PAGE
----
Using Pedro's example, if you put down 20% on a 500K house, that is 100K.

 

Using todays rates on a conventional loan of about 4.5%, your mortgage(not including ins and taxes) is 2027 a month.

 

If you put down the minimum amount, which is 5%, your mortgage is based off of 475K and your rate, with the PMI, would be around 5.5%. Your payment is now 2697.

 

Now, $670 a month is a big difference.  However, if you can afford a house of that price, you likely could afford that increase.  That is a little more than 8000 a year...which is over 9 years worth of payments until you get that 75K back.

 

Now, take into account that you now have $75,000 at your disposal to do what you want...Whether its improvements to your home, buying stocks, buying other investments, etc...

 

Combine that with your ability to re-fi out of the PMI once you get to the 20% (which you can get too quickly if you are able to pay more towards your principle by sending in more money every month), i think its a no brainer.

 

Now, maybe you want to put up more than 5%.  Either way, you are paying the PMI but if you want to do 10% instead, you mortgage drops to 2555.  

 

Again, I would rather have 25K to play with vs the $140ish a month in a 30 year mortgage.

 

Now, if you think you would just piss the money away on stupid stuff, don't want to spend the extra money for your payment and/or aren't someone who is good or interested in investing your money, then perhaps paying the 20% is worth it to you.

 

On top of all of this, consider that the average person moves every 7 years and that the average mortgage is changed (whether through sale, refi, etc..) every 4-6 years and you can make the argument that you are better off doing other things with that money.



#36 McNulty

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    la cerveza está muy fría

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Posted 30 April 2018 - 06:33 PM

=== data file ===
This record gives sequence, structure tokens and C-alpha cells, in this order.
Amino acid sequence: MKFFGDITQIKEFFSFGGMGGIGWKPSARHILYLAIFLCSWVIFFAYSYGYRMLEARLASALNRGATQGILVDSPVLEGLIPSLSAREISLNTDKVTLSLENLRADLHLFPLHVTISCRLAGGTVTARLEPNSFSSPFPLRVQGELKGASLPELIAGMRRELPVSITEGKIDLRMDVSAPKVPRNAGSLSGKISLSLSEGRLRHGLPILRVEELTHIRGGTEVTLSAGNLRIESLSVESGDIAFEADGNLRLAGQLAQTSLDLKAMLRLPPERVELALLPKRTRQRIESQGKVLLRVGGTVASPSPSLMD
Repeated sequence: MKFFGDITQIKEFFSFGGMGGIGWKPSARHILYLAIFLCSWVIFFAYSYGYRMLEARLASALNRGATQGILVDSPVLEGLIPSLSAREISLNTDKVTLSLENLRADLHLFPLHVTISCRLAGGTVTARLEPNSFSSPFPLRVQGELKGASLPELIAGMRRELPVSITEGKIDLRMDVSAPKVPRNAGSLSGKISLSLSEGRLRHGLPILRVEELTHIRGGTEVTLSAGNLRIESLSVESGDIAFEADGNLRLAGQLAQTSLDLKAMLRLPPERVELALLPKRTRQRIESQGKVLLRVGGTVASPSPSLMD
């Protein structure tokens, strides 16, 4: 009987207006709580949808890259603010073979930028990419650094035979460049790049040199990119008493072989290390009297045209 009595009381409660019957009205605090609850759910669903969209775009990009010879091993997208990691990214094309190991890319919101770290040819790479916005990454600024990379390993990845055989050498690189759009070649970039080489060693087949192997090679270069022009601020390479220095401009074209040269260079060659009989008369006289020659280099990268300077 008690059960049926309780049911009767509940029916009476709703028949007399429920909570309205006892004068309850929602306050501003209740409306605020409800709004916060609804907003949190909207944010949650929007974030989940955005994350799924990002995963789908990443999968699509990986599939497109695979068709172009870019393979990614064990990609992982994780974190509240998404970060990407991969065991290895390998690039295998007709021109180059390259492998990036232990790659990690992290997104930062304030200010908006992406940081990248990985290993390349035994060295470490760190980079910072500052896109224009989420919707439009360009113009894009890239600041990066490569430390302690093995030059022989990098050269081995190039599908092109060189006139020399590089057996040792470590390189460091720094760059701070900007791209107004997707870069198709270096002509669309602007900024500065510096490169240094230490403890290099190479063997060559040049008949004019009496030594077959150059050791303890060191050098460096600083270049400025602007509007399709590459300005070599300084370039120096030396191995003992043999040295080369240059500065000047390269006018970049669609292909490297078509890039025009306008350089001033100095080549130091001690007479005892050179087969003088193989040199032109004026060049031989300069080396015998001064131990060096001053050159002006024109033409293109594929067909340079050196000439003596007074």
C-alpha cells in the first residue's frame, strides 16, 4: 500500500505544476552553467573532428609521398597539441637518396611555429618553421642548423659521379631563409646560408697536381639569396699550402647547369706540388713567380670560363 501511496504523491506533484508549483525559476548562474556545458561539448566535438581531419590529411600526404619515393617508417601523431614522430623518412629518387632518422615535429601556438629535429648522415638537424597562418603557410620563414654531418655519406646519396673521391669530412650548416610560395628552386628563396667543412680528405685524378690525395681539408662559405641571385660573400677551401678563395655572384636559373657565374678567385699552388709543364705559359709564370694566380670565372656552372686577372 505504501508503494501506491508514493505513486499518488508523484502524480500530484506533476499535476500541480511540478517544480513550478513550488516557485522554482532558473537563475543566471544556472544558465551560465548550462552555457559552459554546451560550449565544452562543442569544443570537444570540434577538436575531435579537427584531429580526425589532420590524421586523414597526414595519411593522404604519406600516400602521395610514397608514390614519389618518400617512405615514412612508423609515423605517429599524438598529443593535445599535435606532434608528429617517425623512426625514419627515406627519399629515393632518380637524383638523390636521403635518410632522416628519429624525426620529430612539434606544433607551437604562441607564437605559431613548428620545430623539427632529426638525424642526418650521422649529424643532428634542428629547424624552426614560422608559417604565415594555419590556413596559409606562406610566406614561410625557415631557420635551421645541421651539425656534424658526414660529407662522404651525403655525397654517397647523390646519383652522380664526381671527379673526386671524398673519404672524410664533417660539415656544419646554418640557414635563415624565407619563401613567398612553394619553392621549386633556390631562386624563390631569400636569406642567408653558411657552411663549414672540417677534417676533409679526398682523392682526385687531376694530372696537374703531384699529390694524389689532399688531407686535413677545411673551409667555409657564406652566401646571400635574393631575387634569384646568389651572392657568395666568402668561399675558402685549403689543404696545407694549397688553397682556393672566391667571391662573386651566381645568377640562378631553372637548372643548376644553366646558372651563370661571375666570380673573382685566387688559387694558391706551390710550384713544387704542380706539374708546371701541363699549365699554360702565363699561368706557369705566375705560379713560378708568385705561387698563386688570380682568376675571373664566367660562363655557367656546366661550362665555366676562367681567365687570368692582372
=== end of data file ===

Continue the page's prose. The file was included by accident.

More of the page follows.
I can't take pictures.  Every time I take one, someone is always unhappy with it.  I either don't frame it right, or get something in the background that shouldn't be, or I don't include something in the background that should.

 

I don't give a shit about pictures to start with, which is why I suck at it.  Every time I see a picture, I think the same thing:  

 

'Yup, its people'


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#37 McNulty

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Posted 30 April 2018 - 06:35 PM

PMI is usually around 1% extra.

 

Every 10K on your mortgage is about $50 a month in payment.

 

Using Pedro's example, if you put down 20% on a 500K house, that is 100K.

 

Using todays rates on a conventional loan of about 4.5%, your mortgage(not including ins and taxes) is 2027 a month.

 

If you put down the minimum amount, which is 5%, your mortgage is based off of 475K and your rate, with the PMI, would be around 5.5%. Your payment is now 2697.

 

Now, $670 a month is a big difference.  However, if you can afford a house of that price, you likely could afford that increase.  That is a little more than 8000 a year...which is over 9 years worth of payments until you get that 75K back.

 

Now, take into account that you now have $75,000 at your disposal to do what you want...Whether its improvements to your home, buying stocks, buying other investments, etc...

 

Combine that with your ability to re-fi out of the PMI once you get to the 20% (which you can get too quickly if you are able to pay more towards your principle by sending in more money every month), i think its a no brainer.

 

Now, maybe you want to put up more than 5%.  Either way, you are paying the PMI but if you want to do 10% instead, you mortgage drops to 2555.  

 

Again, I would rather have 25K to play with vs the $140ish a month in a 30 year mortgage.

 

Now, if you think you would just piss the money away on stupid stuff, don't want to spend the extra money for your payment and/or aren't someone who is good or interested in investing your money, then perhaps paying the 20% is worth it to you.

 

On top of all of this, consider that the average person moves every 7 years and that the average mortgage is changed (whether through sale, refi, etc..) every 4-6 years and you can make the argument that you are better off doing other things with that money.

 

I lol'd